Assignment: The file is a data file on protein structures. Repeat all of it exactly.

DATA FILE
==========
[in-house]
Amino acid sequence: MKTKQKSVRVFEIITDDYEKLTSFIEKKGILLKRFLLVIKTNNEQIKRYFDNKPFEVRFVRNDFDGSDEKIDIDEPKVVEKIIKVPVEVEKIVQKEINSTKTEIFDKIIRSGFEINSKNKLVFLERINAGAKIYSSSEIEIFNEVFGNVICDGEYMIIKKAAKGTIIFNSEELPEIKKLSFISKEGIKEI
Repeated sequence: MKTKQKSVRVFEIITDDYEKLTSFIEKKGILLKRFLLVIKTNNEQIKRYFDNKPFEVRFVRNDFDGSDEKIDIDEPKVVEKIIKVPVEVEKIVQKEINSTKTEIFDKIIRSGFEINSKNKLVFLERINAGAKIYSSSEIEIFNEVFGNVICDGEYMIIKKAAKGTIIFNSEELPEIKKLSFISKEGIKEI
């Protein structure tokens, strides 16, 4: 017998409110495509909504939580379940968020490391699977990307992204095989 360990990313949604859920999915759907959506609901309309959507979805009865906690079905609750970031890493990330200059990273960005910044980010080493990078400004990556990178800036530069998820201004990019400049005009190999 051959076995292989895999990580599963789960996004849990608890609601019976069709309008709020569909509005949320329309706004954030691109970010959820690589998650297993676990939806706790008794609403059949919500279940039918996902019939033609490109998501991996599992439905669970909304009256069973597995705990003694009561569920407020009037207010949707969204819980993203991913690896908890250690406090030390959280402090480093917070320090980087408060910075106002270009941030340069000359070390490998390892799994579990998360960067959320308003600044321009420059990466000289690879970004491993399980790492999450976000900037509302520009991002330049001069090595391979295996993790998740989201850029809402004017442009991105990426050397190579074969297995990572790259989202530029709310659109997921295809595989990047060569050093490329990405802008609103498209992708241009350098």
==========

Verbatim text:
[in-house]
Amino acid sequence: MKTKQKSVRVFEIITDDYEKLTSFIEKKGILLKRFLLVIKTNNEQIKRYFDNKPFEVRFVRNDFDGSDEKIDIDEPKVVEKIIKVPVEVEKIVQKEINSTKTEIFDKIIRSGFEINSKNKLVFLERINAGAKIYSSSEIEIFNEVFGNVICDGEYMIIKKAAKGTIIFNSEELPEIKKLSFISKEGIKEI
Repeated sequence: MKTKQKSVRVFEIITDDYEKLTSFIEKKGILLKRFLLVIKTNNEQIKRYFDNKPFEVRFVRNDFDGSDEKIDIDEPKVVEKIIKVPVEVEKIVQKEINSTKTEIFDKIIRSGFEINSKNKLVFLERINAGAKIYSSSEIEIFNEVFGNVICDGEYMIIKKAAKGTIIFNSEELPEIKKLSFISKEGIKEI
């Protein structure tokens, strides 16, 4: 017998409110495509909504939580379940968020490391699977990307992204095989 360990990313949604859920999915759907959506609901309309959507979805009865906690079905609750970031890493990330200059990273960005910044980010080493990078400004990556990178800036530069998820201004990019400049005009190999 051959076995292989895999990580599963789960996004849990608890609601019976069709309008709020569909509005949320329309706004954030691109970010959820690589998650297993676990939806706790008794609403059949919500279940039918996902019939033609490109998501991996599992439905669970909304009256069973597995705990003694009561569920407020009037207010949707969204819980993203991913690896908890250690406090030390959280402090480093917070320090980087408060910075106002270009941030340069000359070390490998390892799994579990998360960067959320308003600044321009420059990466000289690879970004491993399980790492999450976000900037509302520009991002330049001069090595391979295996993790998740989201850029809402004017442009991105990426050397190579074969297995990572790259989202530029709310659109997921295809595989990047060569050093490329990405802008609103498209992708241009350098």